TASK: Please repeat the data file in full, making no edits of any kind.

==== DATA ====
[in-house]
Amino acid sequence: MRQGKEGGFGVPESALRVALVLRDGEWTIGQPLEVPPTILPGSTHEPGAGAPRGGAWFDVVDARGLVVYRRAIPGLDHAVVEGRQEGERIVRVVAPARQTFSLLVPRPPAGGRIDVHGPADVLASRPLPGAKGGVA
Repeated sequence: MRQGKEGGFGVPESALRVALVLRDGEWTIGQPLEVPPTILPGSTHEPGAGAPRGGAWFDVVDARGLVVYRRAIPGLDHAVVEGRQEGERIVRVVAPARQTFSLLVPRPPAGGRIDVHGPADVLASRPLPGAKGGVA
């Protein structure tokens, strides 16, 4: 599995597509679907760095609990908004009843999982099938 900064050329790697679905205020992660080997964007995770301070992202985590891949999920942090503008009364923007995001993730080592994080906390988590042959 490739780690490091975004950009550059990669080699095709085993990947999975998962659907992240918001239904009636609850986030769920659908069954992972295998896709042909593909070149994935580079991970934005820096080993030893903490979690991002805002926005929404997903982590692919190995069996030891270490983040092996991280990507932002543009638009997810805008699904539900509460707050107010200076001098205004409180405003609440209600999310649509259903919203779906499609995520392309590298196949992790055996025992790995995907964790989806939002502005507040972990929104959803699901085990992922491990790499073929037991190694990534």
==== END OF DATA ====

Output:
[in-house]
Amino acid sequence: MRQGKEGGFGVPESALRVALVLRDGEWTIGQPLEVPPTILPGSTHEPGAGAPRGGAWFDVVDARGLVVYRRAIPGLDHAVVEGRQEGERIVRVVAPARQTFSLLVPRPPAGGRIDVHGPADVLASRPLPGAKGGVA
Repeated sequence: MRQGKEGGFGVPESALRVALVLRDGEWTIGQPLEVPPTILPGSTHEPGAGAPRGGAWFDVVDARGLVVYRRAIPGLDHAVVEGRQEGERIVRVVAPARQTFSLLVPRPPAGGRIDVHGPADVLASRPLPGAKGGVA
């Protein structure tokens, strides 16, 4: 599995597509679907760095609990908004009843999982099938 900064050329790697679905205020992660080997964007995770301070992202985590891949999920942090503008009364923007995001993730080592994080906390988590042959 490739780690490091975004950009550059990669080699095709085993990947999975998962659907992240918001239904009636609850986030769920659908069954992972295998896709042909593909070149994935580079991970934005820096080993030893903490979690991002805002926005929404997903982590692919190995069996030891270490983040092996991280990507932002543009638009997810805008699904539900509460707050107010200076001098205004409180405003609440209600999310649509259903919203779906499609995520392309590298196949992790055996025992790995995907964790989806939002502005507040972990929104959803699901085990992922491990790499073929037991190694990534």